Title

The Significance of Contrast Density of the Computed Tomography-Angiographic Spot Sign and its Correlation with Hematoma Expansion

Author Department

Internal Medicine; Medicine

Document Type

Article, Peer-reviewed

Publication Date

4-2019

Abstract

BACKGROUND AND PURPOSE:

The computed tomography angiographic (CTA) spot sign has been shown to predict hematoma expansion in patients with intracranial hemorrhage (ICH), but the significance of the spot sign density (SSD) and the spot sign ratio (SSR) has not yet been explored.

METHODS:

Using the institutional Neurocritical care and Stroke registry, we retrospectively reviewed patients with ICH from January-2013 to June-2017. We selected patients who had baseline CT-head (CTH), CTA with positive-spot sign within 6hours of last known well and at least one follow-up CTH within 24hours. Baseline demographics and variables known to affect hematoma-volume were collected. Hematoma-volumes and SSR were calculated using computer-assisted 3D-volumetric measurement and the average of the surrounding hematoma density divided by the SSD, respectively. The 2-sample t test and the area-under-the-curve (receiver operating characteristic) were used to detect the association between hematoma expansion and outcome at discharge.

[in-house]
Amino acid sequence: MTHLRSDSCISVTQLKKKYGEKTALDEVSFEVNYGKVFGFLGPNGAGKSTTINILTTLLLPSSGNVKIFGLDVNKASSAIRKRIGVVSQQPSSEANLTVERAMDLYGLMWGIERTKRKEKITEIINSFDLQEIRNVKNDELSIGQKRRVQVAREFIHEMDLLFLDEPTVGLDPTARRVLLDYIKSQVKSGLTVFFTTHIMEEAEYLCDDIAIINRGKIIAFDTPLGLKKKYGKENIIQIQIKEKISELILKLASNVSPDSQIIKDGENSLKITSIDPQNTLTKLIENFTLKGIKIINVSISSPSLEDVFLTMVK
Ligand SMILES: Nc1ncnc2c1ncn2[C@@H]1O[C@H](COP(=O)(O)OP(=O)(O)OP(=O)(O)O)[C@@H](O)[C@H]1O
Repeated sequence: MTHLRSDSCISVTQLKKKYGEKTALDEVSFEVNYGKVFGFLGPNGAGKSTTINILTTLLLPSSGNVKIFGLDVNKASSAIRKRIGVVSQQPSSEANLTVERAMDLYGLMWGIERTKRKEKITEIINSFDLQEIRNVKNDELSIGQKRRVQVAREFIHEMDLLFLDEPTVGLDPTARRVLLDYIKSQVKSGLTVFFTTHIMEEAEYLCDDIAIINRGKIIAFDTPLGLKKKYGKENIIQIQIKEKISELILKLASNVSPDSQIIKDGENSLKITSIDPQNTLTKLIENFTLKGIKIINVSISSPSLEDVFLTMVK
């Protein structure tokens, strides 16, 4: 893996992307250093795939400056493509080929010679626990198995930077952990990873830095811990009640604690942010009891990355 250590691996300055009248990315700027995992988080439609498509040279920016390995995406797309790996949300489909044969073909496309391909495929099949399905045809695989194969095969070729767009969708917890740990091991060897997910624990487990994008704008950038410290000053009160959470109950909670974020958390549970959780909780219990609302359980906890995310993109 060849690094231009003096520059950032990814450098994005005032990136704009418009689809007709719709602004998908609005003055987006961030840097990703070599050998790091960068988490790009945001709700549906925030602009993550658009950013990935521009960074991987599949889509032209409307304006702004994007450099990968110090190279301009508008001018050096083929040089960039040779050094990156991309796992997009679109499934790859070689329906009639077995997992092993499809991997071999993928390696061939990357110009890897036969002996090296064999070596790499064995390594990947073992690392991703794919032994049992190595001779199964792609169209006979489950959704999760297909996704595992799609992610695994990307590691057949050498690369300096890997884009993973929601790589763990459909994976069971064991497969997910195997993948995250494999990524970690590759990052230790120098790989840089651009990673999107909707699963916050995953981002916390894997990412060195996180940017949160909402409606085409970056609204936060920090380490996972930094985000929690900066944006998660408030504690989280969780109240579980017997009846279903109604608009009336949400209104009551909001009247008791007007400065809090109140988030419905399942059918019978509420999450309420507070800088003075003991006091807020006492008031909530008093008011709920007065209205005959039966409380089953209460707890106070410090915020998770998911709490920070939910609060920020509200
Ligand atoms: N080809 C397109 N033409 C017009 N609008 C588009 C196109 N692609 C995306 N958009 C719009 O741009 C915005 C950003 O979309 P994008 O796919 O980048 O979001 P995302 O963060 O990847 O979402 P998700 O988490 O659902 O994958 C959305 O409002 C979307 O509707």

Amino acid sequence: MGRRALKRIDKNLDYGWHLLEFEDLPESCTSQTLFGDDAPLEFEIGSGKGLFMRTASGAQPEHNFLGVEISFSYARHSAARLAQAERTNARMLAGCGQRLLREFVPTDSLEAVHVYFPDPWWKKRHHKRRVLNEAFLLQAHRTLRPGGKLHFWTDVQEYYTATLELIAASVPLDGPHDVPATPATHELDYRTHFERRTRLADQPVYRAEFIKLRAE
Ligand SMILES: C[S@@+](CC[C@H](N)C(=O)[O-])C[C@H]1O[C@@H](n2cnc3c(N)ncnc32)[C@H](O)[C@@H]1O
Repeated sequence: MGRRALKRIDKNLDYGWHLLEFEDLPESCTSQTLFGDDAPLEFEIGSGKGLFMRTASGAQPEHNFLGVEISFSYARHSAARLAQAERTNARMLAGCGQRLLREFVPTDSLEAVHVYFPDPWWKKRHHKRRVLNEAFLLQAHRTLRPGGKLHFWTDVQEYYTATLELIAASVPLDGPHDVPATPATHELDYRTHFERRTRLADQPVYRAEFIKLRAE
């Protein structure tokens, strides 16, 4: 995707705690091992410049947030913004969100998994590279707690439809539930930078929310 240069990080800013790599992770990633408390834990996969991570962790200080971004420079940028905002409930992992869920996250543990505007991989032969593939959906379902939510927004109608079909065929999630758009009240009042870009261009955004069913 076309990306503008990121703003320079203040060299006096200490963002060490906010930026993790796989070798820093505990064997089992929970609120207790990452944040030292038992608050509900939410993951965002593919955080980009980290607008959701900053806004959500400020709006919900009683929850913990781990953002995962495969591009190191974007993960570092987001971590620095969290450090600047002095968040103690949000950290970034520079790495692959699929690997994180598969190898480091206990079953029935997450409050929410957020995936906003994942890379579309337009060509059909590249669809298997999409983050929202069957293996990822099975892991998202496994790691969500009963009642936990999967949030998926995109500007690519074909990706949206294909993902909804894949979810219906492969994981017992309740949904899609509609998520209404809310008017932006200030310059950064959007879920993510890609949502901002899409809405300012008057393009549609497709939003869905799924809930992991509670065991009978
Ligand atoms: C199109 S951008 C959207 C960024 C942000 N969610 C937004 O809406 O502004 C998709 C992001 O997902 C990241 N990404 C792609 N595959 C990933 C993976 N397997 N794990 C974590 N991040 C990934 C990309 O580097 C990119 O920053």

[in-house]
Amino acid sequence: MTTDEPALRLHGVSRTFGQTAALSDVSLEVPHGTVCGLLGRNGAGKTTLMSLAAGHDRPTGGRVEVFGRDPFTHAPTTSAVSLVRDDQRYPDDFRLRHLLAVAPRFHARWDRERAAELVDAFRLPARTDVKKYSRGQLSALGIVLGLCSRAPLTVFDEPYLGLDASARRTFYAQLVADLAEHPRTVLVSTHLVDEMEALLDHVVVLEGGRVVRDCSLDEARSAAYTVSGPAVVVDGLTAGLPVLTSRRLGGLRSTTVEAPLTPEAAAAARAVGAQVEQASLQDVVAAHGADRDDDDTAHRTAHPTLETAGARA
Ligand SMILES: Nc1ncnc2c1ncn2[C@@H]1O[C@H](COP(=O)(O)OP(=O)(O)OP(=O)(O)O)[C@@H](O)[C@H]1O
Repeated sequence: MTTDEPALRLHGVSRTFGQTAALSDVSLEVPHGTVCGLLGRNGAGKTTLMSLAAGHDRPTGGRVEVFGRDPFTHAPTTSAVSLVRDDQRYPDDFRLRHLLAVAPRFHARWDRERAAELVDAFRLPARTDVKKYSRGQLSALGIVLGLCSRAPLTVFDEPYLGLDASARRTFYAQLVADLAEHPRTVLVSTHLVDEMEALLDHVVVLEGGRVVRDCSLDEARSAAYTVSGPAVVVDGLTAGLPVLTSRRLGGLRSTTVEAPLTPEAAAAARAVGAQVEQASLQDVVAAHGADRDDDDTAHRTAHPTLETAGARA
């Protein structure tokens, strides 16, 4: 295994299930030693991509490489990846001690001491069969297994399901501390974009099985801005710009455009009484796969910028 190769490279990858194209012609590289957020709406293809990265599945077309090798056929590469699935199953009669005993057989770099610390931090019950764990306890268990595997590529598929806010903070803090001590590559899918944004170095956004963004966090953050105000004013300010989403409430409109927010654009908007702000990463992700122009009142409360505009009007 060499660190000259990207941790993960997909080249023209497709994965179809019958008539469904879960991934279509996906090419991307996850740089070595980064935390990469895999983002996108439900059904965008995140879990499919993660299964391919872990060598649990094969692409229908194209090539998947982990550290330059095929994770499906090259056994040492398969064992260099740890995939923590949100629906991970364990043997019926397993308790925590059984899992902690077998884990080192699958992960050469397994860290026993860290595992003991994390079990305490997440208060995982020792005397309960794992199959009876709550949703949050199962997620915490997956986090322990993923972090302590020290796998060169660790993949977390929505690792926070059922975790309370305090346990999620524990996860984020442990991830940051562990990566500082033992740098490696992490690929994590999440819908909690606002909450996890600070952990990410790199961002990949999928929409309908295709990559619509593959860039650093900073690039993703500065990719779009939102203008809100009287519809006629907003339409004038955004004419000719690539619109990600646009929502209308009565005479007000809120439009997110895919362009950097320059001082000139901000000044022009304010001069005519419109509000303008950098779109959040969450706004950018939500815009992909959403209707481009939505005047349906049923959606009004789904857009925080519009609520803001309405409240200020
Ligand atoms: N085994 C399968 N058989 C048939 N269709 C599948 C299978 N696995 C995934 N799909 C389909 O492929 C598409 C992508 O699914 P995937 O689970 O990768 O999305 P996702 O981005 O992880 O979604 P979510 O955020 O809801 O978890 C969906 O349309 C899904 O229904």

RESULTS:

A total of 320 patients were reviewed; 22 met the inclusion criteria. Significant hematoma expansion (volume expansion ≥12.5 cc or ≥33% compared to baseline) was noted in 14 (64%) subjects. SSD was significantly higher in subjects with hematoma expansion (216 ± 66) than those without (155 ± 52, P = .036). With a cut-off SSD of ≥150 HU, we had sensitivity of 86% and specificity of 75%. For SSR, lower ratios suggested a trend toward hematoma expansion, although it was not statistically significant (P = .12). There was no significant correlation between SSD or SSR and modified ranking scale at discharge and after 3-6 months.

CONCLUSION:

SSD might be a good predictor of hematoma growth. Although SSR showed a trend toward expansion, results were not statistically significant.

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